The distinction would’ve been pretty clear to anyone who attended the opening night Grills & Guitars event, which was more like a mini-high end food fest, particularly at Blue Ribbon’s carved ice stations, where a team of sushi chefs turned a massive 180 pound tuna into a flurry of sashimi, or at Comme Ca’s table, where Chefs David Myers and Brian Howard made an award-worthy cassoulet with a mangalitsa heritage pig, then whole-roasted another in a fire box and carved it up, head-to-tail.

Cocktails by Cosmopolitan’s Mariena Mercer, Herbs & Rye’s Nectaly Mendoza and Milagro Tequila’s Gaston Martinez were equally world class.

The Culinary Village was far from the sum total of the edible and drinkable options at the complex fest. Wirtz Beverage erected an Alchemy Garden with broad selections of specialty cocktails, beers and wines-including flight tastings. A selection of some of the area’s best food trucks - Wa Da Pho, Lobster ME, LBS Burger, Sin City Dogs and Curb Side Cafe - were parked in an alley off 7th street. And even the more typical food stands by the music stages included impressive gems like crab garlic french fries, artisanal coffee ice cream and Gerard’s Paella.

In fact, you could actually argue Life Is Beautiful took the notion of “something for everyone” to an extreme.

Despite the festival’s official claim of some 30,000 attendees on each day, more than a few restaurant participants grumbled (off the record, of course) about underwhelming sales , which with so many options was almost bound to happen to some. Carlos Buscaglia, executive chef of Summerlin’s Due Forni, had the opposite problem after he and his team pumped out over 500 personal-size margherita pizzas, cooked to piping hot billowy perfection in their self-made wood burning oven on Saturday alone. But then again, even gourmet pizza is still pizza, pretty much a slam dunk in any festival environment.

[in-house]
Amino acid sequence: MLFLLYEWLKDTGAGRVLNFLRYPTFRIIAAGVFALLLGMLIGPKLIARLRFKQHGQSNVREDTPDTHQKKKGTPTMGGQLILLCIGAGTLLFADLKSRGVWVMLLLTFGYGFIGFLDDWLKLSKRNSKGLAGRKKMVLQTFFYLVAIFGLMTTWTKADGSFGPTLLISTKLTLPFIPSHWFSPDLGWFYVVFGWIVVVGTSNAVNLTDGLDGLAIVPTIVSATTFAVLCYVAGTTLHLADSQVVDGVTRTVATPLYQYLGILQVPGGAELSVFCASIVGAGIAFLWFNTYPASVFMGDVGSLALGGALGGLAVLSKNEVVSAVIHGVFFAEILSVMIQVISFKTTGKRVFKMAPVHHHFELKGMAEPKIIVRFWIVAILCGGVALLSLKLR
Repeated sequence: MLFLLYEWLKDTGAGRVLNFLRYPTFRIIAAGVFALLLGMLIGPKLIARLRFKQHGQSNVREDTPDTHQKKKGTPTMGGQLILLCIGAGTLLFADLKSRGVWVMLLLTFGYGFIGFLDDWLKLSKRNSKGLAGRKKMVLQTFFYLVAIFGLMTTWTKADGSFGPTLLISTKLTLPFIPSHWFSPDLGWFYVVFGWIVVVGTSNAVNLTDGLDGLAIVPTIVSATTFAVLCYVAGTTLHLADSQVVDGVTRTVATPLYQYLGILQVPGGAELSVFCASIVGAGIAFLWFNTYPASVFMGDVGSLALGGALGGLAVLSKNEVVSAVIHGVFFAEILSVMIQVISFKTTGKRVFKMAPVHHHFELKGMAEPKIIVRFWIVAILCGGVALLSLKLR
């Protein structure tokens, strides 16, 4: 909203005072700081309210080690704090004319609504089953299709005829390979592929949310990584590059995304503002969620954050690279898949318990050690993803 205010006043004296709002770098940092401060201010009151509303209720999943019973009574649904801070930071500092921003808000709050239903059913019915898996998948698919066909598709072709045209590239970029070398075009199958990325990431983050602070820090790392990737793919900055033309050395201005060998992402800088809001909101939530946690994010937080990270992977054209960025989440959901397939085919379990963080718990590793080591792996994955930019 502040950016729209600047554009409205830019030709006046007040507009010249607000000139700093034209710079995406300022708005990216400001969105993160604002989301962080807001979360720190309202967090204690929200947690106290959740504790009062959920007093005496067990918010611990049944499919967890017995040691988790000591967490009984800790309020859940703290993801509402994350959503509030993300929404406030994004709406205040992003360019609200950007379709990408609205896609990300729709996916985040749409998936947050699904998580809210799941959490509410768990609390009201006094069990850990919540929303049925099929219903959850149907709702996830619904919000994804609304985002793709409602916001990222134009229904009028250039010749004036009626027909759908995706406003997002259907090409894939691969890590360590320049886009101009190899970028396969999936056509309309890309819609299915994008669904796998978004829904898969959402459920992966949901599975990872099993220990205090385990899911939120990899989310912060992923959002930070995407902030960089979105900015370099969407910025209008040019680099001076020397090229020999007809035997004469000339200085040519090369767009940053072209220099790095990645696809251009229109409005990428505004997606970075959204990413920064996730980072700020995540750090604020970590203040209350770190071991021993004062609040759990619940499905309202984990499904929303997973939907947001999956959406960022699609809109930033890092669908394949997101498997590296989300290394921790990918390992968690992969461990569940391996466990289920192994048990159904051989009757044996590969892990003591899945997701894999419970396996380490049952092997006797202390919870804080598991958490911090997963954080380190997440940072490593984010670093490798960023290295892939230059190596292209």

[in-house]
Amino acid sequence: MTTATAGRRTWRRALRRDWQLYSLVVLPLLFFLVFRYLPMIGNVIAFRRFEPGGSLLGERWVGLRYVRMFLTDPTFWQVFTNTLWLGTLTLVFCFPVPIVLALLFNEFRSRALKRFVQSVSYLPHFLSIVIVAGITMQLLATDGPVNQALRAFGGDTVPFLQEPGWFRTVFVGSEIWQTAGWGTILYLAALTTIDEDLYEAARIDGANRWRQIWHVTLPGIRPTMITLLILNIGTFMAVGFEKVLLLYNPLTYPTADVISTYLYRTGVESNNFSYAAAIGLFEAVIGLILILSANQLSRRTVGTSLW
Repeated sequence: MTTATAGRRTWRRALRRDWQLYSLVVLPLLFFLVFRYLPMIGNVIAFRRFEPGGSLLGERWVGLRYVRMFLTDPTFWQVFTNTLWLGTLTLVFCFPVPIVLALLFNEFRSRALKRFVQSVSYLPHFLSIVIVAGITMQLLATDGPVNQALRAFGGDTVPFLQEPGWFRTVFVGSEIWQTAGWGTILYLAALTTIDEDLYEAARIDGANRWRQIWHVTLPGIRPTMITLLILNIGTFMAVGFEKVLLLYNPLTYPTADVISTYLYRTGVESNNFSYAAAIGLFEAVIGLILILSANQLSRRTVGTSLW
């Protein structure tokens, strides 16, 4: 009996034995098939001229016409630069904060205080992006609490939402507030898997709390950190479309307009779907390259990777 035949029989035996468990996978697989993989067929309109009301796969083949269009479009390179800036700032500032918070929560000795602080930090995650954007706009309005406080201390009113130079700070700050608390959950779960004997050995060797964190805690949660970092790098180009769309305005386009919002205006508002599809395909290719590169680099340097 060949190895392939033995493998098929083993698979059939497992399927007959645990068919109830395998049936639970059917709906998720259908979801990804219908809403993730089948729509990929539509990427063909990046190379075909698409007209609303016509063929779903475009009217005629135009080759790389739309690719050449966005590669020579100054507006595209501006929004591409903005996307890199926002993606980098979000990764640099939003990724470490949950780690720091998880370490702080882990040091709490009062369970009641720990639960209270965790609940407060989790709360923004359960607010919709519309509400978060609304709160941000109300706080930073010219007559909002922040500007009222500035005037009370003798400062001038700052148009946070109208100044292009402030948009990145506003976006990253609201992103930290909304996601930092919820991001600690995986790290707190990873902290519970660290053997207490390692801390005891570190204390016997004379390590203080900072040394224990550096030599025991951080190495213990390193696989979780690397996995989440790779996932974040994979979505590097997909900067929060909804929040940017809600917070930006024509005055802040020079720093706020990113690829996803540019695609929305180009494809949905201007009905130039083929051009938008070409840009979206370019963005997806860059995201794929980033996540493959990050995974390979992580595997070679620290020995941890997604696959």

While positives also included the historic collaborative $5,000-plate fundraising dinner Friday night at Zappo’s CEO Tony Hsieh’s house , featuring Chefs Hubert Keller, Michael Mina, Todd English, Akira Back, Paul Bartolotta, Grant MacPherson, Francois Payard and Megan Romano (don’t be envious, I didn’t get to go either), and a kids’ play area dominated by nutritionally-indoctrinating Super Sproutz puppets, other aspects of the fest’s ambitious schedule were a bit clunky.

Dual tents presenting Chefs on Stage demos were mired by technological flaws, gimmicky musician appearances, and somewhat rudimentary agendas.

The supplementary-ticket Culinary Crawls-star chef hog-n-jogs, offering three meat-heavy chef-pairing quick meals in a row on each day- just felt like odd digressions from the rest of the fest, not to mention somewhat underwhelming (particularly disappointing: legendary chefs Jonathan Waxman and Nancy Silverton serving up hohum grilled strip steak, fingerlings and a rosemary olive cake ring that reminded me of dinner at Grandma’s, and not in a warm fuzzy way).

Still, with something like 50 chefs/restaurants involved in some aspect or another, Life Is Beautiful’s food and beverage as a whole offered a groundbreaking array of top talent on an accessible level.

If you didn’t eat well this weekend, it was your fault. CL